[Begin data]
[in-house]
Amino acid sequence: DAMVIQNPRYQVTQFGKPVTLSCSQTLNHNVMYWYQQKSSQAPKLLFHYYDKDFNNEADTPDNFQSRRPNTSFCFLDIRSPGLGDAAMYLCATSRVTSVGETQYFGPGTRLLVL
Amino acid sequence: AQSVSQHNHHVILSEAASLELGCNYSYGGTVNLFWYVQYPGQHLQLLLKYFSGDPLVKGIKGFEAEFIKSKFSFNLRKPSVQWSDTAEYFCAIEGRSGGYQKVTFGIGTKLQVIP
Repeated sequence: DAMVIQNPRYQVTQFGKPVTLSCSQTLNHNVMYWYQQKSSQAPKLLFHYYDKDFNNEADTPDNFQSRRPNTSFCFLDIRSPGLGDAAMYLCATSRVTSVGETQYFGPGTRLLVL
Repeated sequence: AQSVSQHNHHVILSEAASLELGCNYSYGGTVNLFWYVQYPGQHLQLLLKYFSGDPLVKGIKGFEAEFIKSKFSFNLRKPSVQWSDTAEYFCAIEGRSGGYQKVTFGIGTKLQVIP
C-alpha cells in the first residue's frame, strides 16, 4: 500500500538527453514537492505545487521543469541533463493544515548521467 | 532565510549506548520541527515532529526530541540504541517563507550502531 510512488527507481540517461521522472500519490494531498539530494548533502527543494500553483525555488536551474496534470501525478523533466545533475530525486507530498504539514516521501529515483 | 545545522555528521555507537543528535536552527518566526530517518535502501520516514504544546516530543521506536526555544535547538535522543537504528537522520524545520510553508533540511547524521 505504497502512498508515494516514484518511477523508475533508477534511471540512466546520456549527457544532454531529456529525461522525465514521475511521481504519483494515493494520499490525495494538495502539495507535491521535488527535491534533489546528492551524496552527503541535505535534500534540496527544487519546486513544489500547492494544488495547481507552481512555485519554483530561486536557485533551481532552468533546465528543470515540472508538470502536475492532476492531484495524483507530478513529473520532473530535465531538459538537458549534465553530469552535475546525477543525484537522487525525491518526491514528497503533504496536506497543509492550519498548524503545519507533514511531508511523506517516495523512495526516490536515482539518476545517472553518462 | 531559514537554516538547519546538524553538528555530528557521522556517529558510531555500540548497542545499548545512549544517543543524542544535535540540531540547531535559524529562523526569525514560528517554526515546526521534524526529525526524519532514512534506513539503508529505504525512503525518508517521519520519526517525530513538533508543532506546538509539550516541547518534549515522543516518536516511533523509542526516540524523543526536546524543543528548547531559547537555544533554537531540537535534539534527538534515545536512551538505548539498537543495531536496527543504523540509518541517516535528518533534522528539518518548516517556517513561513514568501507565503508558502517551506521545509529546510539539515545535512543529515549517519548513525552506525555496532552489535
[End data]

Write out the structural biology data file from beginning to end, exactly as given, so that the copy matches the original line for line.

[in-house]
Amino acid sequence: DAMVIQNPRYQVTQFGKPVTLSCSQTLNHNVMYWYQQKSSQAPKLLFHYYDKDFNNEADTPDNFQSRRPNTSFCFLDIRSPGLGDAAMYLCATSRVTSVGETQYFGPGTRLLVL
Amino acid sequence: AQSVSQHNHHVILSEAASLELGCNYSYGGTVNLFWYVQYPGQHLQLLLKYFSGDPLVKGIKGFEAEFIKSKFSFNLRKPSVQWSDTAEYFCAIEGRSGGYQKVTFGIGTKLQVIP
Repeated sequence: DAMVIQNPRYQVTQFGKPVTLSCSQTLNHNVMYWYQQKSSQAPKLLFHYYDKDFNNEADTPDNFQSRRPNTSFCFLDIRSPGLGDAAMYLCATSRVTSVGETQYFGPGTRLLVL
Repeated sequence: AQSVSQHNHHVILSEAASLELGCNYSYGGTVNLFWYVQYPGQHLQLLLKYFSGDPLVKGIKGFEAEFIKSKFSFNLRKPSVQWSDTAEYFCAIEGRSGGYQKVTFGIGTKLQVIP
C-alpha cells in the first residue's frame, strides 16, 4: 500500500538527453514537492505545487521543469541533463493544515548521467 | 532565510549506548520541527515532529526530541540504541517563507550502531 510512488527507481540517461521522472500519490494531498539530494548533502527543494500553483525555488536551474496534470501525478523533466545533475530525486507530498504539514516521501529515483 | 545545522555528521555507537543528535536552527518566526530517518535502501520516514504544546516530543521506536526555544535547538535522543537504528537522520524545520510553508533540511547524521 505504497502512498508515494516514484518511477523508475533508477534511471540512466546520456549527457544532454531529456529525461522525465514521475511521481504519483494515493494520499490525495494538495502539495507535491521535488527535491534533489546528492551524496552527503541535505535534500534540496527544487519546486513544489500547492494544488495547481507552481512555485519554483530561486536557485533551481532552468533546465528543470515540472508538470502536475492532476492531484495524483507530478513529473520532473530535465531538459538537458549534465553530469552535475546525477543525484537522487525525491518526491514528497503533504496536506497543509492550519498548524503545519507533514511531508511523506517516495523512495526516490536515482539518476545517472553518462 | 531559514537554516538547519546538524553538528555530528557521522556517529558510531555500540548497542545499548545512549544517543543524542544535535540540531540547531535559524529562523526569525514560528517554526515546526521534524526529525526524519532514512534506513539503508529505504525512503525518508517521519520519526517525530513538533508543532506546538509539550516541547518534549515522543516518536516511533523509542526516540524523543526536546524543543528548547531559547537555544533554537531540537535534539534527538534515545536512551538505548539498537543495531536496527543504523540509518541517516535528518533534522528539518518548516517556517513561513514568501507565503508558502517551506521545509529546510539539515545535512543529515549517519548513525552506525555496532552489535